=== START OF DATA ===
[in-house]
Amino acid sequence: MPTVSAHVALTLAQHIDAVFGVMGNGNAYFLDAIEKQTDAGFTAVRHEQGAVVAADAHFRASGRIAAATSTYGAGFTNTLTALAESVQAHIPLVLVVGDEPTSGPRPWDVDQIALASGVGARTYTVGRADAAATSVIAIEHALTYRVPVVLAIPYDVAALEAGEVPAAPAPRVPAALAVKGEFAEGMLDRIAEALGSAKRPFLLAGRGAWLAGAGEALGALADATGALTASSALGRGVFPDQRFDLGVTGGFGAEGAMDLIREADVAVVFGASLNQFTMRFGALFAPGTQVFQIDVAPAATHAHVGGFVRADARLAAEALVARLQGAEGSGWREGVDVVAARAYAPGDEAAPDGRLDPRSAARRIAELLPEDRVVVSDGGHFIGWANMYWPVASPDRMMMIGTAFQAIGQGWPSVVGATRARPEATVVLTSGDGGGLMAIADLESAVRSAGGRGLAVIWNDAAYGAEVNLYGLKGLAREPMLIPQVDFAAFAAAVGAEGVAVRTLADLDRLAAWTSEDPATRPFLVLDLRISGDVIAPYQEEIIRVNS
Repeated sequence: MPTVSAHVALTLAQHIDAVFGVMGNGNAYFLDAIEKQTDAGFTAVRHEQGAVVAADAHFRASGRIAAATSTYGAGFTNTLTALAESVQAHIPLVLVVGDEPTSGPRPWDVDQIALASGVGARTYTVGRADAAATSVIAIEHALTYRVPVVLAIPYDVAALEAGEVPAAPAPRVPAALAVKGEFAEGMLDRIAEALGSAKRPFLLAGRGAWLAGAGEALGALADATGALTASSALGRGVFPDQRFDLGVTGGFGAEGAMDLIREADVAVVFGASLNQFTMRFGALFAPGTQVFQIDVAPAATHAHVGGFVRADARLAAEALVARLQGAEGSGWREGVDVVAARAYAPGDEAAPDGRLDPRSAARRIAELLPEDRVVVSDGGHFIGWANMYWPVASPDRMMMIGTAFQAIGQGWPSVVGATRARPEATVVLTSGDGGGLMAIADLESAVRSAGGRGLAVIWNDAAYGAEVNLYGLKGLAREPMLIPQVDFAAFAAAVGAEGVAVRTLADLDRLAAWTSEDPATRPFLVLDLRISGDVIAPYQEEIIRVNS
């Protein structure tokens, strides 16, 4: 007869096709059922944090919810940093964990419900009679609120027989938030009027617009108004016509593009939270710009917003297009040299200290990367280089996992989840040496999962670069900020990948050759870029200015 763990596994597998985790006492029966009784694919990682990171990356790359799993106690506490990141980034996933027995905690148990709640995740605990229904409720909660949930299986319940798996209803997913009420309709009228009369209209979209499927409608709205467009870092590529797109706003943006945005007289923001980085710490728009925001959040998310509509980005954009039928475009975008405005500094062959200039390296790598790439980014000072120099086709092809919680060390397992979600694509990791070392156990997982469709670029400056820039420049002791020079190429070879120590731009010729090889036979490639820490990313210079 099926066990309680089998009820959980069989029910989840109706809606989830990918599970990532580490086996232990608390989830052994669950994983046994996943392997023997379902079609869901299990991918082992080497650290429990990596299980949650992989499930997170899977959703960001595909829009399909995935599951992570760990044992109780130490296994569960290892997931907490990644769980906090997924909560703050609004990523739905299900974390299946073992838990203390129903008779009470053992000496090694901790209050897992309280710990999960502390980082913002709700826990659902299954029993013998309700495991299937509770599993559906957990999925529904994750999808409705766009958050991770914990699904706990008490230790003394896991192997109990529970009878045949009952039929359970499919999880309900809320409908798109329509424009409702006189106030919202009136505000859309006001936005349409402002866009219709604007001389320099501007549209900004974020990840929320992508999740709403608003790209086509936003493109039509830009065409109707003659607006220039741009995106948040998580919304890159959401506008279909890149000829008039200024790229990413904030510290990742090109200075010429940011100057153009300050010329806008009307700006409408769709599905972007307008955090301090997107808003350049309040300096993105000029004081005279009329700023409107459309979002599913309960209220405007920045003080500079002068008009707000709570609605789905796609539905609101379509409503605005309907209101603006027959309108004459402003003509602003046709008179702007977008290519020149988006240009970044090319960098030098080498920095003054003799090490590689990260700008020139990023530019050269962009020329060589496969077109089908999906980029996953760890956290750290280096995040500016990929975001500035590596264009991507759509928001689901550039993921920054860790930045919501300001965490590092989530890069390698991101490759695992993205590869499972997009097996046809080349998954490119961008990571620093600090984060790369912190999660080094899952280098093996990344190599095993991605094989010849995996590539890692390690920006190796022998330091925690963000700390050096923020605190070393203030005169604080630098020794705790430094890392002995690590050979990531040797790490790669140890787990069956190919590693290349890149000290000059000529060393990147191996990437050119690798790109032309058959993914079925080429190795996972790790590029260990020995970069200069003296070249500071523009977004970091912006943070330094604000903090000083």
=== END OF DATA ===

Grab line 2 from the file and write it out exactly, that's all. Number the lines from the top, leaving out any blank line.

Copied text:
Amino acid sequence: MPTVSAHVALTLAQHIDAVFGVMGNGNAYFLDAIEKQTDAGFTAVRHEQGAVVAADAHFRASGRIAAATSTYGAGFTNTLTALAESVQAHIPLVLVVGDEPTSGPRPWDVDQIALASGVGARTYTVGRADAAATSVIAIEHALTYRVPVVLAIPYDVAALEAGEVPAAPAPRVPAALAVKGEFAEGMLDRIAEALGSAKRPFLLAGRGAWLAGAGEALGALADATGALTASSALGRGVFPDQRFDLGVTGGFGAEGAMDLIREADVAVVFGASLNQFTMRFGALFAPGTQVFQIDVAPAATHAHVGGFVRADARLAAEALVARLQGAEGSGWREGVDVVAARAYAPGDEAAPDGRLDPRSAARRIAELLPEDRVVVSDGGHFIGWANMYWPVASPDRMMMIGTAFQAIGQGWPSVVGATRARPEATVVLTSGDGGGLMAIADLESAVRSAGGRGLAVIWNDAAYGAEVNLYGLKGLAREPMLIPQVDFAAFAAAVGAEGVAVRTLADLDRLAAWTSEDPATRPFLVLDLRISGDVIAPYQEEIIRVNS